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Sunday, November 04, 2007

Seeking success in a strange location

By Dick Hirsch
I never aspired to be a tycoon, but if tycoonship happened to suddenly head in my direction and seek to overpower me, I certainly would not resist. Am I too old to reverse course and become a tycoon? Not according to a brief study of recent business history. While tycoons often develop in early adulthood, some astonish their friends and colleagues by emerging as tycoons in later life.

I’m no authority on the subject, but I’ve been interested to observe certain business opportunities present themselves in what I consider to be a most unusual setting. For some reason I associate major business proposals that lead to tycooning to begin in a conference room or perhaps over cocktails in a private club.

But no. As you might have been told in your youth, there are opportunities everywhere.

Some of these opportunities are found on utility poles.

Are you paying attention? Are you being observant and remaining constantly alert for business opportunities that may lead you to great success and immense wealth? Or maybe you’re just curious by nature. If you have been keeping your eyes open, you may have seen these signs on what must be strategically selected utility poles. Here is one of my favorites:

“ENTREPRENEURS!” it screams, printed in bold black ink on a golden stock. It urges calls to a certain number which I won’t print here. Somebody or some group affixed those signs here and there, expecting to attract entrepreneurial callers. I salute them for their efforts, but I wonder what kind of fish they are going to catch with such a curbside announcement.

What kind of a hopeful entrepreneur would act upon an invitation posted on a utility pole? Those poles perform essential functions, carrying electric power, telephone and cable television service to customers. But the poles also have been attractive targets for neighborhood notices advertising lost cats, church suppers, and rummage sales, all harmless notices that eventually blow away and end up in somebody’s backyard. People must respond to them, however, because with each passing month new ones are posted.

I am curious about the success of that method as it attempts to recruit entrepreneurs. Who would call? I cannot envision any investor or would-be tycoon placing that call. Of course, I did call. Yes, I did. Curiosity is part of my job description. It was answered by a recording, of course, and the male voice, sounding extremely agitated and enthusiastic, thanked me for calling, said that a great opportunity awaited me, and urged me to leave my name and phone number. That’s where it ended and I am still wondering about the quality of responders to such an opportunity.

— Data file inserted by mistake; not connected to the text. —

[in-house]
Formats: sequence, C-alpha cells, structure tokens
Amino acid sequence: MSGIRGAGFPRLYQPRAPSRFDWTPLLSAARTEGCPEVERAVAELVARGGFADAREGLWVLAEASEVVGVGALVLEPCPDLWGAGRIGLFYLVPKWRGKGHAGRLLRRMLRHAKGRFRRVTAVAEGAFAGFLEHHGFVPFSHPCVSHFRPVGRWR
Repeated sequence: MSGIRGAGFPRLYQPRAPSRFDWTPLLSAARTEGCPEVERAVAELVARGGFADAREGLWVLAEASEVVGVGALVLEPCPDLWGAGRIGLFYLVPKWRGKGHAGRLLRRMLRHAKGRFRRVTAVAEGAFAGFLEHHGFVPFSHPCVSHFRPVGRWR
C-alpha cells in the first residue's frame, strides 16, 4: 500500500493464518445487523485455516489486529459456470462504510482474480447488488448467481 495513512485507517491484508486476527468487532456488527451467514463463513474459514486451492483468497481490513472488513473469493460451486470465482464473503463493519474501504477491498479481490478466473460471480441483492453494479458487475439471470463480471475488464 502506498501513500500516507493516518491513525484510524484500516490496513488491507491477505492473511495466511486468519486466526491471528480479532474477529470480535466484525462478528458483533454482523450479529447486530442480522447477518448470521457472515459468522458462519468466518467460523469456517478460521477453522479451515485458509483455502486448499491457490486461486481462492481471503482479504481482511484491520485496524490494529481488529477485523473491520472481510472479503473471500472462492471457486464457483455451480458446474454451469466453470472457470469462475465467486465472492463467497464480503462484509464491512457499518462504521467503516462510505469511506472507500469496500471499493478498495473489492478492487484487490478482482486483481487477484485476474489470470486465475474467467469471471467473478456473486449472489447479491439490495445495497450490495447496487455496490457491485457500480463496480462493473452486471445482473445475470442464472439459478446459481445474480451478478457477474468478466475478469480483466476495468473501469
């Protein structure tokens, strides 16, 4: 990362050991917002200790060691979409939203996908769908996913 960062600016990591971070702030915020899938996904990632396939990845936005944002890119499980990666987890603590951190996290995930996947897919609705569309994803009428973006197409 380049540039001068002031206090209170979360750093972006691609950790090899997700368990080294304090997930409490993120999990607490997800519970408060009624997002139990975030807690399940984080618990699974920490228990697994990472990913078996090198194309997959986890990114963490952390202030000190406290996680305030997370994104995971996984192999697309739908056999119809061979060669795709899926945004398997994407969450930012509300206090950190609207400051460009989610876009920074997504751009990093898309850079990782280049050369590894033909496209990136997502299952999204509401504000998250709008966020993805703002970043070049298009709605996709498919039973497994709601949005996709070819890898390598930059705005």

Here is another favorite which you may have noticed on your way home yesterday, stapled to a utility pole. I’m not giving the location, because there are probably many around the area.

“RETIRE YOUNG! RETIRE RICH!” it said, followed by a phone number. I may have the text wrong; I was driving as I wrote it down. It could have been: “RETIRE RICH! RETIRE YOUNG!”, an approach that places more emphasis on accumulating wealth rather than leaving the workplace. I called that number, too, and heard a voice that sounded very much like the first guy, the entrepreneur seeker. The story is that there are ways to amass enough money to finance an early quit.

Here is another opportunity not to be missed: “WE BUY HOUSES!” That sign relates to a sensitive area of business, with the real estate market in knots and few houses being sold. If you were a seller or a potential buyer, would you call the number on the sign? Or would you look in the newspaper or on the Internet or call a real estate broker? I know these are difficult questions, but I pose them for your consideration.

What’s the point of all this? Only to go on record as being curious about the type of respondents who would be attracted by such a rudimentary approach.

I was going to close this column by observing that Phineas T. Barnum was correct, and still is correct, when he said “There is a sucker born every minute.” Much to my surprise, I was a sucker because modest research disclosed that Barnum never said that at all; it has been attributed to at least two other people.

So I’ll conclude by encouraging all aspiring tycoons: there are always opportunities and it is never too late. You decide whether you will follow a lead on a utility pole.



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